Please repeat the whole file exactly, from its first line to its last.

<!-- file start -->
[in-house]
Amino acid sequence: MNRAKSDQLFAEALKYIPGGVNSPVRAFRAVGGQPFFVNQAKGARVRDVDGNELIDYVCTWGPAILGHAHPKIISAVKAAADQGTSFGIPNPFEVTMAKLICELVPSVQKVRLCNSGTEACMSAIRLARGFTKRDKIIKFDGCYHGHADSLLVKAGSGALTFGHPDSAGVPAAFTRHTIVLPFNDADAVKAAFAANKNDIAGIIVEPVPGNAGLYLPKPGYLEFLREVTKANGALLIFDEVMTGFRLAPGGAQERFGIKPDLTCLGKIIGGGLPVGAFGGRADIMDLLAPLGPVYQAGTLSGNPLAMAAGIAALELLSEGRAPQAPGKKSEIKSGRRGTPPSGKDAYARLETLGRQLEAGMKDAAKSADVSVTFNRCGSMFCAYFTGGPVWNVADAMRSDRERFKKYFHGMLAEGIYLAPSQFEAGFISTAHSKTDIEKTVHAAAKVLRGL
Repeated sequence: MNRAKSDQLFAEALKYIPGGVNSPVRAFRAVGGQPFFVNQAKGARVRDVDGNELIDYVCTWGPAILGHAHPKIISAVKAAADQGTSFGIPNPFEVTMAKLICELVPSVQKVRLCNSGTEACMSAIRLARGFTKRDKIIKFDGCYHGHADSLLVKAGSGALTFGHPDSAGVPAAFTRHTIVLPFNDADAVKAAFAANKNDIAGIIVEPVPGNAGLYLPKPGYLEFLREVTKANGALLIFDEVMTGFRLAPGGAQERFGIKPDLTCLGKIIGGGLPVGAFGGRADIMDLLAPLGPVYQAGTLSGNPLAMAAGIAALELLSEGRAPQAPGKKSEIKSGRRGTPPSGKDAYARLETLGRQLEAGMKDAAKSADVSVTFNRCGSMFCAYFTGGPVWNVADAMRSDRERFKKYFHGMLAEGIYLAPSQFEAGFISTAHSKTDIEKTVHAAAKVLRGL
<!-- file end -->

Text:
[in-house]
Amino acid sequence: MNRAKSDQLFAEALKYIPGGVNSPVRAFRAVGGQPFFVNQAKGARVRDVDGNELIDYVCTWGPAILGHAHPKIISAVKAAADQGTSFGIPNPFEVTMAKLICELVPSVQKVRLCNSGTEACMSAIRLARGFTKRDKIIKFDGCYHGHADSLLVKAGSGALTFGHPDSAGVPAAFTRHTIVLPFNDADAVKAAFAANKNDIAGIIVEPVPGNAGLYLPKPGYLEFLREVTKANGALLIFDEVMTGFRLAPGGAQERFGIKPDLTCLGKIIGGGLPVGAFGGRADIMDLLAPLGPVYQAGTLSGNPLAMAAGIAALELLSEGRAPQAPGKKSEIKSGRRGTPPSGKDAYARLETLGRQLEAGMKDAAKSADVSVTFNRCGSMFCAYFTGGPVWNVADAMRSDRERFKKYFHGMLAEGIYLAPSQFEAGFISTAHSKTDIEKTVHAAAKVLRGL
Repeated sequence: MNRAKSDQLFAEALKYIPGGVNSPVRAFRAVGGQPFFVNQAKGARVRDVDGNELIDYVCTWGPAILGHAHPKIISAVKAAADQGTSFGIPNPFEVTMAKLICELVPSVQKVRLCNSGTEACMSAIRLARGFTKRDKIIKFDGCYHGHADSLLVKAGSGALTFGHPDSAGVPAAFTRHTIVLPFNDADAVKAAFAANKNDIAGIIVEPVPGNAGLYLPKPGYLEFLREVTKANGALLIFDEVMTGFRLAPGGAQERFGIKPDLTCLGKIIGGGLPVGAFGGRADIMDLLAPLGPVYQAGTLSGNPLAMAAGIAALELLSEGRAPQAPGKKSEIKSGRRGTPPSGKDAYARLETLGRQLEAGMKDAAKSADVSVTFNRCGSMFCAYFTGGPVWNVADAMRSDRERFKKYFHGMLAEGIYLAPSQFEAGFISTAHSKTDIEKTVHAAAKVLRGL